What is your religious affiliation? Are you able to work Saturdays and Sundays? 
It is unlawful to discriminate against an applicant due to their religion, or lack thereof. Employers are also required to reasonably accommodate an applicant’s sincerely held religious beliefs, which may include not working on certain days of the week. If working a particular schedule is an essential function of the job, simply state that fact and ask whether the applicant is able to work the schedule. 
Do you have any relatives currently employed in this company? 
An employer cannot refuse to hire because the applicant has a relative working for the same company, unless one family member would work in a supervisory capacity over the other, or unless the employer could demonstrate the existence of some other bona fide occupational qualification. 

Do you smoke?
While employers have the right to enforce fragrance free workplace policies and Oregon’s Indoor Clean Air Act requires almost all employers to maintain smoke-free workplaces and display “no smoking” signs, Oregon law prohibits discrimination based on lawful off-duty tobacco use.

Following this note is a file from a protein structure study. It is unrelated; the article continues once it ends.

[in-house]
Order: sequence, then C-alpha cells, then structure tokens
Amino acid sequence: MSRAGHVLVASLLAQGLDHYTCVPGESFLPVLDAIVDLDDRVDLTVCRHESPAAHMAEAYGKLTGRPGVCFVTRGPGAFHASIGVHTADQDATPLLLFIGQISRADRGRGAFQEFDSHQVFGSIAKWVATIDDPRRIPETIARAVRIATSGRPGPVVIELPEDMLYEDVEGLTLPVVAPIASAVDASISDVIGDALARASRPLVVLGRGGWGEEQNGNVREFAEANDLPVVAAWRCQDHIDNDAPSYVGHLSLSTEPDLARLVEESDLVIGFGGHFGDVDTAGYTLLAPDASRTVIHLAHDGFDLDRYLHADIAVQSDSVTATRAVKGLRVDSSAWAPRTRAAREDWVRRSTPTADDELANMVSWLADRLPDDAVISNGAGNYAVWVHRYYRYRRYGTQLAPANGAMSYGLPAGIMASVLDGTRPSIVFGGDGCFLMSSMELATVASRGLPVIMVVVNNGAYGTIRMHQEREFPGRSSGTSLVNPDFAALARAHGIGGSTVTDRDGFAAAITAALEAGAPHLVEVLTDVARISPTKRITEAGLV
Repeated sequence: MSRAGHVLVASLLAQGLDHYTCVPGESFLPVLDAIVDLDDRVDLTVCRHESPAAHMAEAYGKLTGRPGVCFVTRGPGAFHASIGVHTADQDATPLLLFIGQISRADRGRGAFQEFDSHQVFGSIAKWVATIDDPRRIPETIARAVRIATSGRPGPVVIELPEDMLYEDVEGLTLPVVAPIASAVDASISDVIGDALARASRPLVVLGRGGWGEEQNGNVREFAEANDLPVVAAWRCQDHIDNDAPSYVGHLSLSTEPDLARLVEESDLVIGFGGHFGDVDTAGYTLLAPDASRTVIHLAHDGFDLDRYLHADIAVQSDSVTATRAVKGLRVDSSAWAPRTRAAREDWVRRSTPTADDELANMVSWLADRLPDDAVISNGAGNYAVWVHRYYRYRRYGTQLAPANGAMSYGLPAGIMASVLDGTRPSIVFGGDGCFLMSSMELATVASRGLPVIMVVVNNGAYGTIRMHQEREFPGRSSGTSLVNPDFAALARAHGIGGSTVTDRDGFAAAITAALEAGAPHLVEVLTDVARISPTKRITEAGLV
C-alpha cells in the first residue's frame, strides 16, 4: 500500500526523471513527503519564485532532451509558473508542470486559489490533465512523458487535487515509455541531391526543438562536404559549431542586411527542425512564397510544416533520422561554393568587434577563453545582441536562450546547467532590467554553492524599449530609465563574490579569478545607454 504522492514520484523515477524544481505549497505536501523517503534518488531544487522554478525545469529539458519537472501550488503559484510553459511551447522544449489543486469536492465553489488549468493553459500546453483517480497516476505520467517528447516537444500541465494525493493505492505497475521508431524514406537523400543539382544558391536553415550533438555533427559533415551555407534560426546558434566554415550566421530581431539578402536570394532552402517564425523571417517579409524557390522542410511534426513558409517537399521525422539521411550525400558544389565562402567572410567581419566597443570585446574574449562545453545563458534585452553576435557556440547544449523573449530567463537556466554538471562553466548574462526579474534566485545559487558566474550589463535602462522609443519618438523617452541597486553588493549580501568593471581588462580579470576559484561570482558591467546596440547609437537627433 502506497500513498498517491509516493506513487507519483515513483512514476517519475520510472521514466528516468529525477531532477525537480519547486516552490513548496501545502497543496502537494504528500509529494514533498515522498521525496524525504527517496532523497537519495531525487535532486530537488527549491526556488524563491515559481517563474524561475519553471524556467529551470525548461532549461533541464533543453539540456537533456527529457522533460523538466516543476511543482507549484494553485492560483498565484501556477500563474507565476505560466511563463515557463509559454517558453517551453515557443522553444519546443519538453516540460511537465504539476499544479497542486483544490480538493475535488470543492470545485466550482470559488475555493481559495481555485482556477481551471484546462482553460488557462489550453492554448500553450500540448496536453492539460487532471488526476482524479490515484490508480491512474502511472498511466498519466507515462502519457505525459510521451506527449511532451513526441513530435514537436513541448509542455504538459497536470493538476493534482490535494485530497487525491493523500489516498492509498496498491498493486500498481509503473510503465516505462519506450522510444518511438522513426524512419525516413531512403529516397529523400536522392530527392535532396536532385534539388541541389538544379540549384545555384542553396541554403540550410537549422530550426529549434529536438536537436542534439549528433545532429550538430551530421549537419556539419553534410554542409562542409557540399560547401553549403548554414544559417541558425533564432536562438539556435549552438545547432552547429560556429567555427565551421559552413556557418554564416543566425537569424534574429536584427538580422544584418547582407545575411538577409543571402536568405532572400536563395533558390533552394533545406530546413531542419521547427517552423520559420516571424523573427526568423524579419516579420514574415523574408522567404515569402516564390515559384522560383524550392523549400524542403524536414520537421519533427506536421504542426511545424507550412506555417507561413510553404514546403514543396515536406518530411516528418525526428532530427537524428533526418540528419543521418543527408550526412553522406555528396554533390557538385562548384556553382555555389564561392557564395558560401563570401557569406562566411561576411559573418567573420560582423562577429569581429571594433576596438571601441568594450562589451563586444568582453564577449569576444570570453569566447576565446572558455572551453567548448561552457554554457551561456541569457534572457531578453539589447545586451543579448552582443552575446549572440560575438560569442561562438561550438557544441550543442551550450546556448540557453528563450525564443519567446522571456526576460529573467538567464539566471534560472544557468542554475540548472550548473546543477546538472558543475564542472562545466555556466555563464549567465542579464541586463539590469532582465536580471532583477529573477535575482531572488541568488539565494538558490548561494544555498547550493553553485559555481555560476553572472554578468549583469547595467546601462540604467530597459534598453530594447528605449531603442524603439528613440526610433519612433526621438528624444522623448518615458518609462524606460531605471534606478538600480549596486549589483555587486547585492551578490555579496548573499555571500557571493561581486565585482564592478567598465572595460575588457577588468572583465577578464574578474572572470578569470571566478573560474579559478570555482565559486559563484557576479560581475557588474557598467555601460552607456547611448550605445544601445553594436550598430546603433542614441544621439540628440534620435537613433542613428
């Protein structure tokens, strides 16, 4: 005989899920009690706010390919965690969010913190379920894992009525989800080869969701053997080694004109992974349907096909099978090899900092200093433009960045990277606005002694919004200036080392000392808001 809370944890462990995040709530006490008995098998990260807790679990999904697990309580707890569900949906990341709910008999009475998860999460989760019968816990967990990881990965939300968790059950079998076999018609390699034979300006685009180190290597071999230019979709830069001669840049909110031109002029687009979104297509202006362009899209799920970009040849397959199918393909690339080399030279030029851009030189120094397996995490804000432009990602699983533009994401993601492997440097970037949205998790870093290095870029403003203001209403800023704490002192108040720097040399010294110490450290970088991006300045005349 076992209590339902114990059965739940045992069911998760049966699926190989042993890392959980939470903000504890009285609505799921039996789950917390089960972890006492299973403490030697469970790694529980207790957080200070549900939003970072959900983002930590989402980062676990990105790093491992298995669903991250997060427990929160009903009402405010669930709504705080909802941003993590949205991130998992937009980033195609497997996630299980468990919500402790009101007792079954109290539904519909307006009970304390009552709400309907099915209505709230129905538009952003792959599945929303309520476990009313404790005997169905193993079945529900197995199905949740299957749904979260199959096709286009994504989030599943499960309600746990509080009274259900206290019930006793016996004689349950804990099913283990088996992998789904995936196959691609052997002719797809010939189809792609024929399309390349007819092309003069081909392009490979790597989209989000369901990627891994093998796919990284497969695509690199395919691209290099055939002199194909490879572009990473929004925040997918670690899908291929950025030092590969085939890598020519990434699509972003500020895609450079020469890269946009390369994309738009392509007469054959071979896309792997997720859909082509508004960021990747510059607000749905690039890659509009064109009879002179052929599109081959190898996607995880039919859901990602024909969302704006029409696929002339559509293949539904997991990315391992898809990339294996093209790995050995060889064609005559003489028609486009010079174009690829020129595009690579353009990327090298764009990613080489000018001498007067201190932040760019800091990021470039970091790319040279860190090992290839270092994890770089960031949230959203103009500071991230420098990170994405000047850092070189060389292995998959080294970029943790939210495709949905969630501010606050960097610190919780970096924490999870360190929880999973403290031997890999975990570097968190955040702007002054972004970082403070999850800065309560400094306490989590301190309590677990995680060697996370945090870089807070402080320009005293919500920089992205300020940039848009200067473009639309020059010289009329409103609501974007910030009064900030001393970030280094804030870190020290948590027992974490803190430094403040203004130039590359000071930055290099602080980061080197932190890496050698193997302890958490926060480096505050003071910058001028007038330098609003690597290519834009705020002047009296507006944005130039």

June 2019

Nothing on this website is intended as legal advice.  Any responses to specific questions are based on the facts as we understand them, and not intended to apply to any other situations.  This communication is not an agency order.  If you need legal advice, please consult an attorney.  We attempt to update the information on this website as soon as practicable following changes or developments in the laws and rules affecting Oregon employers, but we make no warranties or representations, express or implied, about whether the information provided is current.  We urge you to check the applicable statutes and administrative rules yourself and to consult with legal counsel prior to taking action that may invoke employee rights or employer responsibilities or omitting to act when required by law to act.